Bowel Cancer Diagnosis Leads to New Attitude

Undergoing bowel cancer surgery and getting a stoma changed Rob’s outlook on life. He now educates others about early cancer signs and symptoms, and offers tips for living well with an ostomy.

Read about how Rob lives his best life with a colostomy and helps others do the same.

Rob lives in Australia and has a tight knit family with his wife, three daughters, and grandchildren. It took all of them plus a friend to convince him to seek help when he experienced lethargy and weight loss. His doctor diagnosed him with bowel cancer and sent him for further tests to understand his treatment options.

Those options were: 1. cut out the part of his bowel with the tumour, meaning he’d have a permanent colostomy, or 2. only cut out the tumour, and then “hope and pray” that the cancer wouldn’t come back. Rob chose the first option. It took some time for him to get confident with his ostomy pouch, and he praises his stoma nurses for educating, advocating for, and encouraging him to take control and learn quickly.

Living life to the fullest – and educating others about cancer

Rob hasn’t let his cancer or his ostomy surgery negatively impact his life. He makes the most of every day, spending time with his extended family, continuing to play golf every weekend, and enjoying his job as a Safety Area Manager. Rob has used his contacts at work, and within the mining and construction industry, to create “Toolbox Talks” for employees about cancer and cancer prevention. He has also organised golfing fundraisers to support Icon Cancer Centres and Cancer Council Australia.

Rob’s talks include how to look for signs and symptoms of bowel cancer – such as blood in stools, abdominal pain, a change in bowel habits, and sudden weight loss. He also discusses the importance of using the National Bowel Cancer Screening Program for early detection.

Rob’s tips for living well with a stoma

Family support helped Rob fight bowel cancer and accept the fact that he would live with a colostomy. He has advice for others on how to approach life with a stoma:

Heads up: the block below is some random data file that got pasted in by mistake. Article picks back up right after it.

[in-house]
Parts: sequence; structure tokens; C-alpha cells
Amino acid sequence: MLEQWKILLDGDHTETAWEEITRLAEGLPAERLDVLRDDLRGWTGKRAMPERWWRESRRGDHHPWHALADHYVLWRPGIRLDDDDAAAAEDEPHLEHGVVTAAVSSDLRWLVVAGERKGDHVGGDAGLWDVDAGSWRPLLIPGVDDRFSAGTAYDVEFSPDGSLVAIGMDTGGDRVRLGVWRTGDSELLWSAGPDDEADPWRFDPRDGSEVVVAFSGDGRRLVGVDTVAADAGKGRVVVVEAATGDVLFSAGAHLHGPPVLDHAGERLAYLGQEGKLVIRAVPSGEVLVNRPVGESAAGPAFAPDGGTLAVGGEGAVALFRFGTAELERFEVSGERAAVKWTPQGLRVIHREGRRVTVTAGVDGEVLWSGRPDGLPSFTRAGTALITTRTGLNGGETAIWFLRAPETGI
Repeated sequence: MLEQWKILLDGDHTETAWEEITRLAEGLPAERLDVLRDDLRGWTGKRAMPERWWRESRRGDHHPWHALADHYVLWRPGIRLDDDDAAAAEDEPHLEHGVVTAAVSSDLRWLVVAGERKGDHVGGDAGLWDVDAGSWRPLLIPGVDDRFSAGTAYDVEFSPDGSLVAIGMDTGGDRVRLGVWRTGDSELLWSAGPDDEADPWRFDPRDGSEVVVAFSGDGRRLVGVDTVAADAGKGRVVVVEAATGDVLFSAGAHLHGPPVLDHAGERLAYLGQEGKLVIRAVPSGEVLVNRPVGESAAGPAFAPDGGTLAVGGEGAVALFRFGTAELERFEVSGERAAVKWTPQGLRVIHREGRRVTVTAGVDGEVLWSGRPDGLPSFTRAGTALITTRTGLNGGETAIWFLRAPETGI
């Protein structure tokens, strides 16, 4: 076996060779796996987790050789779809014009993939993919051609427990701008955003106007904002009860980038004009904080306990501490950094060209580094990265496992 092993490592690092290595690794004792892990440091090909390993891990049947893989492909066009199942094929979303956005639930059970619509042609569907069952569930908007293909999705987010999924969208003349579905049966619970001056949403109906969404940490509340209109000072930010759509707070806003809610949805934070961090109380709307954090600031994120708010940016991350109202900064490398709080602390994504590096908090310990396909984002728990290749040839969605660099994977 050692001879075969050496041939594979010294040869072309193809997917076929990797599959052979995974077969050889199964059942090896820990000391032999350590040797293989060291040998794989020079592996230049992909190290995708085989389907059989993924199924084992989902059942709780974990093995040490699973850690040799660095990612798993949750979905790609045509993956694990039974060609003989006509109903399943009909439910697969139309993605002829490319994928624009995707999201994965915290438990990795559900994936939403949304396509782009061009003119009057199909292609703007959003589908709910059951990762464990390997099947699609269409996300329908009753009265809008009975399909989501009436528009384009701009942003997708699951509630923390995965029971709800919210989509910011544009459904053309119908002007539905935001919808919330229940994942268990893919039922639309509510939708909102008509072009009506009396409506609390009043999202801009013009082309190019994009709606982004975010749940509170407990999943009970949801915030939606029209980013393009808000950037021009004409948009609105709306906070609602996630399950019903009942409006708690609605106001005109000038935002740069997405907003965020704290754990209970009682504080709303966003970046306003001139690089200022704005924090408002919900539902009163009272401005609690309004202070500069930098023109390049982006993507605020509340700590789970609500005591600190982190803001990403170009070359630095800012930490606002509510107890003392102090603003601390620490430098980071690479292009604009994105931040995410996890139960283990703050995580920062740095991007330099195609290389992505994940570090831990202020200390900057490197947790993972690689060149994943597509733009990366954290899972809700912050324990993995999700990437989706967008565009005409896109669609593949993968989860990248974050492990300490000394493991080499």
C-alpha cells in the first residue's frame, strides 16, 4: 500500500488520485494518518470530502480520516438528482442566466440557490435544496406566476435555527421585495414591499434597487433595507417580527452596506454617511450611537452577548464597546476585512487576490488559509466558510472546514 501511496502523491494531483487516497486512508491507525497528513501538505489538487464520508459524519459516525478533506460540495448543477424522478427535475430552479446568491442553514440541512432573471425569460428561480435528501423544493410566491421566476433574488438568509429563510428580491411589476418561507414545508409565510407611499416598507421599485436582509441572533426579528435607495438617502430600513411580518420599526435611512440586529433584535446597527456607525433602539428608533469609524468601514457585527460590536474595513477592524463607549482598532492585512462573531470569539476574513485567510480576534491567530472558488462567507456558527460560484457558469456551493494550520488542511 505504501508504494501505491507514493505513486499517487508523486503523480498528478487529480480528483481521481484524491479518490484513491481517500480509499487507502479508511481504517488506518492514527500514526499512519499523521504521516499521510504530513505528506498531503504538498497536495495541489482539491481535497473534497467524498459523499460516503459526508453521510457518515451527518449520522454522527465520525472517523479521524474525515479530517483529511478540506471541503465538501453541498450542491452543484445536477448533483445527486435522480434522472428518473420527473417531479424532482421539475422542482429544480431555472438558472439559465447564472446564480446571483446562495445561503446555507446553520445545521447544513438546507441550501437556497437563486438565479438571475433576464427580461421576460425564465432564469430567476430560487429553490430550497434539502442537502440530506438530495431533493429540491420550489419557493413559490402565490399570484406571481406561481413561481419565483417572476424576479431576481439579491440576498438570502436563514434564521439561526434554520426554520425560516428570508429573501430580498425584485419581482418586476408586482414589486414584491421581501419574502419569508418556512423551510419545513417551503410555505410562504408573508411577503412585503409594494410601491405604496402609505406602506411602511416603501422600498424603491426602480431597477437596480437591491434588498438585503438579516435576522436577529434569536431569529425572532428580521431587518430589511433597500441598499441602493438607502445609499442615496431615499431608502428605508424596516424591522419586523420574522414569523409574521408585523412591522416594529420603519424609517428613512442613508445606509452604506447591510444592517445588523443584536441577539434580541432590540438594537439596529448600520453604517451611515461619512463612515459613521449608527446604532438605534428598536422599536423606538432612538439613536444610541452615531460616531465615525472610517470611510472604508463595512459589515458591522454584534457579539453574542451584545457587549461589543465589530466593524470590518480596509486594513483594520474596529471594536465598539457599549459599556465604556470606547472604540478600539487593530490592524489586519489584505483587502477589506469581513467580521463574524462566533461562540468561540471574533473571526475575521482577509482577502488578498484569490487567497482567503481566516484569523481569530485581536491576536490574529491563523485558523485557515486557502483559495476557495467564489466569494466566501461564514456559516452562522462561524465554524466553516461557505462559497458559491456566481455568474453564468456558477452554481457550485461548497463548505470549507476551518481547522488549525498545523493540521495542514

1. Listen to your doctor and stoma nurses. Rob learned this the hard way when he was told not to lift anything heavy but did so anyway. “This is really important, it may be the way I ended up with a hernia,” he says. “Be confident enough to put up your hand and say, I can’t do that, or I need help with this.”
  2. Take note of what your body needs. This is especially important when it comes to food and nutrition.
  3. Keep it simple. “Keeping my routine simple, being consistent with how I apply and remove my stoma bag, and keeping my skin healthy  – all of this helps with my comfort and confidence,” Rob says.
  4. Smile. “You never know what other people are going through,” he says. “A simple smile can make someone else’s day.”

Having bowel cancer and getting a stoma completely changed Rob’s attitude about life, and he no longer takes it for granted. “I’ve realized that life can end so quickly,” he says. “And since I’ve had a second chance, I’ve made every day a winner.”

People who provided testimonials received compensation from Hollister Incorporated. The testimonials, statements, and opinions presented are applicable to the people depicted. These testimonials are representative of their experience, but the exact results and experience will be unique and individual to each person.